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When shares of MBNA (KRB
), the top independent credit-card lender, swooned to 18 on Apr. 22, down from 25 the week before, growth investor Carl Birkelbach of Birkelbach Management jumped in. MBNA had posted so-so first-quarter results -- and cut its earnings forecast for 2005. Also, the tough new bankruptcy act has raised fears of a rush of filings before the law takes effect on Oct. 17. But Birkelbach added to his stake. The stock is now at 21. Interest in MBNA has jumped, he notes, since Apr. 23, when Bank of America (BAC
) CEO Ken Lewis said on CNBC that he wanted to expand the credit-card business and was open to acquisitions. "Credit cards are very profitable," says Birkelbach, "and fears about bankruptcies are overblown. So the stock is a bargain." He sees it at 30 in a year. David Hochstim of Bear Stearns (BSC
) says MBNA, a client, is an "attractive property" -- one that any big bank might like to acquire. Fierce rivals, says Hochstim, who owns shares, have spurred MBNA to diversify into home mort-gages and medical practitioners' financing -- and to broaden its overseas credit-card business. Hochstim, who rates the stock "outperform," sees earnings of $2 a share in 2005 and $2.44 in 2006. Evan Momios of Standard & Poor's (MHP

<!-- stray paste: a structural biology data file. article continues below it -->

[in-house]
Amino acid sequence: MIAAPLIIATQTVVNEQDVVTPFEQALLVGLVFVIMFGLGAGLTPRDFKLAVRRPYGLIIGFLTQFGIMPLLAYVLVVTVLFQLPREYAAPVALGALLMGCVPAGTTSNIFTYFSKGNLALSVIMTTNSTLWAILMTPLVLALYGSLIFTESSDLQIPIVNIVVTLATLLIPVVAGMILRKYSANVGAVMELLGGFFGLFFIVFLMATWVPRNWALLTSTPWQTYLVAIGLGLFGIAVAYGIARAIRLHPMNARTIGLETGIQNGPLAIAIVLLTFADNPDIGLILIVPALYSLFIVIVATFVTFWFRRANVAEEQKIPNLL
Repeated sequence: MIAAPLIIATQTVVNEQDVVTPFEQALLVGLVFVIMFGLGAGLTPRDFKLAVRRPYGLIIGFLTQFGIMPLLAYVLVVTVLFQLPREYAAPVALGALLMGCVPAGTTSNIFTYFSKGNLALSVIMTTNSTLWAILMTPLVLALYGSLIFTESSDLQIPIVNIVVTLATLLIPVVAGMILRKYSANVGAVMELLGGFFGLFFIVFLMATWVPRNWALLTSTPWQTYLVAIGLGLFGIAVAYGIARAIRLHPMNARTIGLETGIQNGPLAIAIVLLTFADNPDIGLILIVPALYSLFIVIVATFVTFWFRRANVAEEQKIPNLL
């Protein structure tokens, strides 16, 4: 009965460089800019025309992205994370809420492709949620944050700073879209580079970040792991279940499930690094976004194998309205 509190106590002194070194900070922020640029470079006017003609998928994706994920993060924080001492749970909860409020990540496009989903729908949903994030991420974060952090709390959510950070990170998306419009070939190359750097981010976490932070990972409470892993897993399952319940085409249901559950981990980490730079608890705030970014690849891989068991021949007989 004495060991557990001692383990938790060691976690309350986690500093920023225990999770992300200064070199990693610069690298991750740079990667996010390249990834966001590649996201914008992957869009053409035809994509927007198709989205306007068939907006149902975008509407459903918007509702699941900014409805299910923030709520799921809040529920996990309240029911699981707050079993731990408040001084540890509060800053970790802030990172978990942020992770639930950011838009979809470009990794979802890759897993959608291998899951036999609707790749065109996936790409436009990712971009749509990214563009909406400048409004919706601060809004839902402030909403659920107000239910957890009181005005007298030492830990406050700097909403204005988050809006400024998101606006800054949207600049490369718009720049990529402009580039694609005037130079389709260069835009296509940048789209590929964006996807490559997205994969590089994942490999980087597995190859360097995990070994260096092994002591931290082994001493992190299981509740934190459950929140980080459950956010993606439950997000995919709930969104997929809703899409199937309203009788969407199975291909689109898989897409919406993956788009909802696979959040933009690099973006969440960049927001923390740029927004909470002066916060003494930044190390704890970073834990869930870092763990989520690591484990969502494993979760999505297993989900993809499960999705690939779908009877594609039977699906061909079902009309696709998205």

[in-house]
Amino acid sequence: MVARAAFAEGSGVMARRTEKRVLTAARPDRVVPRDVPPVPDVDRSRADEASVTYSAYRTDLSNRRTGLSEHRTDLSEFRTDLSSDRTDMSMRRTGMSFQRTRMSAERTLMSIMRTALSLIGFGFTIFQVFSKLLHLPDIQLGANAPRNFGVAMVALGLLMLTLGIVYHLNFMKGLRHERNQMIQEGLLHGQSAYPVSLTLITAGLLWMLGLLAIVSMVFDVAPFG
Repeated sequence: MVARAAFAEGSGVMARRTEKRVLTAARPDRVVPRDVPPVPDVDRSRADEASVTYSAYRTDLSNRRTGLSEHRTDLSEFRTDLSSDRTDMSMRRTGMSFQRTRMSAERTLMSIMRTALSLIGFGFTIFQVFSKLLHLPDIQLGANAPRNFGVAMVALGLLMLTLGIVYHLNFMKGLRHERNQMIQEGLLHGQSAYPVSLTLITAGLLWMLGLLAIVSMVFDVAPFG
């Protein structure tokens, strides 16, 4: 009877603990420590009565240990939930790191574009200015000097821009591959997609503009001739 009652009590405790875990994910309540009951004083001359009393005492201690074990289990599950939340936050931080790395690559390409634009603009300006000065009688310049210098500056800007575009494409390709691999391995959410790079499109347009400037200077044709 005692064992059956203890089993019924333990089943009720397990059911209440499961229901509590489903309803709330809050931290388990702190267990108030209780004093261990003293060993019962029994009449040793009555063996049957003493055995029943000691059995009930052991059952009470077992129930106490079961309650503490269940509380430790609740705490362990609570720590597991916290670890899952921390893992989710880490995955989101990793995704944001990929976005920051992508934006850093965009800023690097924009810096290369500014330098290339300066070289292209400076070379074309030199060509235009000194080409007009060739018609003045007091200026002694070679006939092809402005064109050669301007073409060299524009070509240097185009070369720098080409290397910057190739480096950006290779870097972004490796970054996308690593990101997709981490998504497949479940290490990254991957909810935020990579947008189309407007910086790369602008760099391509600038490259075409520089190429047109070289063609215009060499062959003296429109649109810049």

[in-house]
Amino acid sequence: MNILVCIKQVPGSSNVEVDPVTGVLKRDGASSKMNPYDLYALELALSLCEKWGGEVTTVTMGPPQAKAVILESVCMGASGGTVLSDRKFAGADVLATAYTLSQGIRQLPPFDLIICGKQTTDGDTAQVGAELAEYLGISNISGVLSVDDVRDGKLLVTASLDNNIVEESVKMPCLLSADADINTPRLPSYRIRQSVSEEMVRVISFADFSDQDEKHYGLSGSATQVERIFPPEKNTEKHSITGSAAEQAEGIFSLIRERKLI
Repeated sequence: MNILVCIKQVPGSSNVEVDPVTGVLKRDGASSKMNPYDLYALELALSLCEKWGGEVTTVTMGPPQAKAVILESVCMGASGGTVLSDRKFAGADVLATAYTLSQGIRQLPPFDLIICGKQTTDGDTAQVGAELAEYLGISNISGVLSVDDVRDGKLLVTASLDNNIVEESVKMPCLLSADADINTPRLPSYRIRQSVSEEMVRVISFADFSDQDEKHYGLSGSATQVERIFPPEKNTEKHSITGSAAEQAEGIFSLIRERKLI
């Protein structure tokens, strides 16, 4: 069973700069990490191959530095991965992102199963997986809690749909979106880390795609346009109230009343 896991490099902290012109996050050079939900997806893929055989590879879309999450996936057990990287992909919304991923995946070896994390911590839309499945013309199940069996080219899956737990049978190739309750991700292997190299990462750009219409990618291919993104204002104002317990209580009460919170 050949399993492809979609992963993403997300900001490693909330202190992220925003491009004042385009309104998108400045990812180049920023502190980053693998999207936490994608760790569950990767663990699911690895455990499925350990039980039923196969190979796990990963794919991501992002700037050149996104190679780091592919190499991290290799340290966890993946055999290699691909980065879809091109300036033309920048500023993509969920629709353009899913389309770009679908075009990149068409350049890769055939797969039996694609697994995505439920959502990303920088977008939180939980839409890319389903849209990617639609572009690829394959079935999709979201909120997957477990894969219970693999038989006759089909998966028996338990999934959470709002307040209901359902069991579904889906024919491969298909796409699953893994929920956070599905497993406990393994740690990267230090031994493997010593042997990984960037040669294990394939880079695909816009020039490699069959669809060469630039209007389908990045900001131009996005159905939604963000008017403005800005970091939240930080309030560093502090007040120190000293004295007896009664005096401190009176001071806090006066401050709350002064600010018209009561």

), who has a "five-star strong-buy"rating, says the stock doesn't yet reflect MBNA's "better-than-peer-average credit quality." MBNA didn't return calls. Bank of America declined comment.Note: Unless otherwise noted, neither the sources cited in Inside Wall Street nor their firms hold positions in the stocks under discussion. Similarly, they have no investment banking or other financial relationships with them. By Gene G. Marcial